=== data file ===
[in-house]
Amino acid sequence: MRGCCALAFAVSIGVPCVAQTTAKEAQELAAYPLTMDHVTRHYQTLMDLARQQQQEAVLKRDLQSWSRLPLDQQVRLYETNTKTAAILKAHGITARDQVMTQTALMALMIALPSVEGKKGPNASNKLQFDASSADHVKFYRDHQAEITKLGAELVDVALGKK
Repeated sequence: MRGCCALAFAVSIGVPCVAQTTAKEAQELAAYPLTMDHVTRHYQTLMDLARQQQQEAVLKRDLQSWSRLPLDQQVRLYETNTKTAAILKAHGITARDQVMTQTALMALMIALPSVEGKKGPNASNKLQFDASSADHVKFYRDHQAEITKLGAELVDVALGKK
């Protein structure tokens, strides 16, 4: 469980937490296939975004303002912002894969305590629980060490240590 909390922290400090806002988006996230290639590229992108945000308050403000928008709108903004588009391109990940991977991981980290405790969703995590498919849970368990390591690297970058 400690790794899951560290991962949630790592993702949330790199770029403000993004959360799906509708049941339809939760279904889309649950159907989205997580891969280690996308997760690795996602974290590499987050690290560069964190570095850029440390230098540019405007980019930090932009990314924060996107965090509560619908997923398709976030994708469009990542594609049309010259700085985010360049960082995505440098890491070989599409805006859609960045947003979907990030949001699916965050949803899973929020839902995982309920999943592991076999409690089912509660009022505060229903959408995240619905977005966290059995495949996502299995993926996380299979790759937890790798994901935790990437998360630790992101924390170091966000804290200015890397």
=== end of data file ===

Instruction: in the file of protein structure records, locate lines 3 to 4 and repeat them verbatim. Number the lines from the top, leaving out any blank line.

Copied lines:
Repeated sequence: MRGCCALAFAVSIGVPCVAQTTAKEAQELAAYPLTMDHVTRHYQTLMDLARQQQQEAVLKRDLQSWSRLPLDQQVRLYETNTKTAAILKAHGITARDQVMTQTALMALMIALPSVEGKKGPNASNKLQFDASSADHVKFYRDHQAEITKLGAELVDVALGKK
């Protein structure tokens, strides 16, 4: 469980937490296939975004303002912002894969305590629980060490240590 909390922290400090806002988006996230290639590229992108945000308050403000928008709108903004588009391109990940991977991981980290405790969703995590498919849970368990390591690297970058 400690790794899951560290991962949630790592993702949330790199770029403000993004959360799906509708049941339809939760279904889309649950159907989205997580891969280690996308997760690795996602974290590499987050690290560069964190570095850029440390230098540019405007980019930090932009990314924060996107965090509560619908997923398709976030994708469009990542594609049309010259700085985010360049960082995505440098890491070989599409805006859609960045947003979907990030949001699916965050949803899973929020839902995982309920999943592991076999409690089912509660009022505060229903959408995240619905977005966290059995495949996502299995993926996380299979790759937890790798994901935790990437998360630790992101924390170091966000804290200015890397």